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Most parents still put babies in unsafe bedding, study shows

A study based on videos recorded in children's homes found that 91 percent of 1-month-old infants had been put to sleep with unsafe bedding.
/ Source: TODAY

Despite repeated warnings to parents, infants are still being put to bed with bumper pads, pillows and stuffed animals, sleep positioners and similar items.

A new study based on videos recorded in 160 children’s homes found that 91 percent of 1-month-old infants had been placed in cribs with unsafe bedding, according to a report published Monday in Pediatrics. Perhaps even more alarming, researchers found that 14 percent of the babies had been placed on their sides or on their stomachs rather than on their backs.

All of these practices increase the risk of sleep-related infant death, the most common cause of death in babies this age, says Dr. Ian M. Paul, a professor of pediatrics and public health sciences and chief of the division of general pediatrics at the Penn State College of Medicine.

While rates for Sudden Infant Death Syndrome have declined since 1990, rates for accidental suffocation and strangulation in bed have been increasing since the late 1990s, with the highest rate — 21.4 deaths for every 100,000 live births — reached in 2014, according to the Centers for Disease Control and Prevention.

There are a number of reasons parents ignore the warnings about unsafe bedding, among them: “Parents don’t think it’s going to happen to them, even though 3,500 infants die each year,” Paul said.

One of the other big factors is the heavy marketing of these types of bedding to consumers, Paul says. “They think that if these products are being sold, they are safe,” he added.

For the new study, Paul and his colleagues got permission from parent participants to place video cameras around the home in places where the infants typically ended up sleeping. The cameras were left in place at three intervals, for one night each: when the babies were 1 month old, 3 months old and 6 months old. The researchers examined the videos to see what types of bedding were used and what position each baby was placed in.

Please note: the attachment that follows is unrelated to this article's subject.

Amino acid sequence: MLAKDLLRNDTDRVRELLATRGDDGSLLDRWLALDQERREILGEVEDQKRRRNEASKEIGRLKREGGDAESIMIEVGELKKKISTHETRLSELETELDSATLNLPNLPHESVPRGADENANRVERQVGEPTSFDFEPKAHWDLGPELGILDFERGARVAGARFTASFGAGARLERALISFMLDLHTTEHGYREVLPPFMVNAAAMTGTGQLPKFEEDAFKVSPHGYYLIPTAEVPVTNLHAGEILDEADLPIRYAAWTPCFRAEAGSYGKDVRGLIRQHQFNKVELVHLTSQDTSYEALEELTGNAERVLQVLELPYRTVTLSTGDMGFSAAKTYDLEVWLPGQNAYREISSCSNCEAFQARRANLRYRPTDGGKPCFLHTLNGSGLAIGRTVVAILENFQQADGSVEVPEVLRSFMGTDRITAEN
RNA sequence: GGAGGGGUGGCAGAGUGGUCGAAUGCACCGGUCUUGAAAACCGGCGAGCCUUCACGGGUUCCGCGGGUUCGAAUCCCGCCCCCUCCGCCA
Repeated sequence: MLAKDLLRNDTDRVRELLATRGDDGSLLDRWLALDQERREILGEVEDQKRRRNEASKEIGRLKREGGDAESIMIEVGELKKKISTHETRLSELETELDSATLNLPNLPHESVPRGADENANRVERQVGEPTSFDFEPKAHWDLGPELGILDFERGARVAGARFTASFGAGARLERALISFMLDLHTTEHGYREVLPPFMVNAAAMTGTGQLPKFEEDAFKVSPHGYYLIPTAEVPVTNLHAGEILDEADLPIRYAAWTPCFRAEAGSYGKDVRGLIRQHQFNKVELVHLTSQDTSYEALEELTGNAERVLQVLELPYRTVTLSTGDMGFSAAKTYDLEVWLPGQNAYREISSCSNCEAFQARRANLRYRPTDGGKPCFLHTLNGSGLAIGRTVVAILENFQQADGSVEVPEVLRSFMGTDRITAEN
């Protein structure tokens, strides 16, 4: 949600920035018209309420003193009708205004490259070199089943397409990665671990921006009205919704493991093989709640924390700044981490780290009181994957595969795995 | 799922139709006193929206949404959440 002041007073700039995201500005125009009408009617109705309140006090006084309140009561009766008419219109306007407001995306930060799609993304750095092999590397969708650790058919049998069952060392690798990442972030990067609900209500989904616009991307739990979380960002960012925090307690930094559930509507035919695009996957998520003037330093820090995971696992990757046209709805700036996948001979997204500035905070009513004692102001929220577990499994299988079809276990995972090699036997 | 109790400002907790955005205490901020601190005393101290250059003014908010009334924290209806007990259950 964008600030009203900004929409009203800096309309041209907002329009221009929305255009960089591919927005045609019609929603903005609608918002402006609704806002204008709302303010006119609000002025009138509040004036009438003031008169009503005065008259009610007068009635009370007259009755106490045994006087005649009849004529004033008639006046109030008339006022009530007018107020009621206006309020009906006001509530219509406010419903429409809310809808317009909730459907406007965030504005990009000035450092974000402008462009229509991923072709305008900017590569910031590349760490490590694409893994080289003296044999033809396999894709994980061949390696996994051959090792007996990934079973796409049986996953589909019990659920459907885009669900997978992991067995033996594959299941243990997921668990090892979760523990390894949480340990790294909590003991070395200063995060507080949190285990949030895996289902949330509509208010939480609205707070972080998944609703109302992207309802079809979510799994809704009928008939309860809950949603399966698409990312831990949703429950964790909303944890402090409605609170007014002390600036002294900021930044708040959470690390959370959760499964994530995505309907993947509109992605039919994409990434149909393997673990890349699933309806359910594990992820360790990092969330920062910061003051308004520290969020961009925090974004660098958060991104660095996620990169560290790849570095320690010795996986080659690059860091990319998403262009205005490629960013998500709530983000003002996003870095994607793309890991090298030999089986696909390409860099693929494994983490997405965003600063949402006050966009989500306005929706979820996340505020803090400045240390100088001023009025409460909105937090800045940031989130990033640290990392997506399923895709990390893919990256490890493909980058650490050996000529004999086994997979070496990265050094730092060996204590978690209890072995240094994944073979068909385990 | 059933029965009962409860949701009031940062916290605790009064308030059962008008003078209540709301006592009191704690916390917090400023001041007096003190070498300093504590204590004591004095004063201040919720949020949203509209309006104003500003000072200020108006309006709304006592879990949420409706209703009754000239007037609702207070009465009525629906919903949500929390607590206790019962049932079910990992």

More than two-thirds of the mothers had college degrees and over 80 percent had at least some college. The average age was 29.

While 86 percent of the 1-month-olds were placed on their backs initially, that often changed during the night when the babies awakened and were put down again, sometimes in a new location. When the researchers looked at infant positions throughout the night, they found that only 64 percent were always on their backs.

Similarly, although 82 percent of the 3-month-olds started the night on their backs, only 65 percent were on their backs all through the night.

Efforts to educate the public about risk factors for sleep-related infant death began in 1992, when the American Academy of Pediatrics recommended that parents always place babies on their backs. Subsequent advisories warned of the dangers of loose bedding, blankets, stuffed animals, pillows, bumper pads and sleep positioners.

As a general rule, Paul says, the sleeping area “should contain nothing but the baby and what the baby is wearing.”

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Parents may not realize that even though infants aren’t very mobile, “they do move some during the night,” Paul says. “And while the parents put a blanket on so it’s not covering the baby’s face, babies can wiggle, and as they wiggle, the blanket will move, too.”

Crib safety
As a general rule, the sleeping area “should contain nothing but the baby and what the baby is wearing."

If the blanket ends up covering the baby’s face, suffocation can result, Paul explains.

How long does the sleeping area need to be kept free of loose objects?

Until the baby is 1- year-old, Paul says.

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The fact that 9 out of 10 parents were putting items in their 1-month-old infants’ cribs came as a surprise to Dr. Raymond Pitetti, associate chief of the emergency department of the Children’s Hospital of Pittsburgh.

“This tells me we still have a long way to go in terms of educating parents and getting them to understand the risks,” he says. “It’s shocking.”

What’s particularly concerning, Pitetti says, “is that parents knowing that they were being videotaped and knowing the recommendations were still doing this.”

Pitetti suspects that organizations like the AAP need to come up with a better way of communicating the dangers to parents. “For a long time the focus was on ‘Back to Sleep,’ he says. “That was a great slogan. It really put the emphasis on putting babies on their backs to sleep, but it doesn’t include the other factors. Maybe we have to come up with a new slogan.”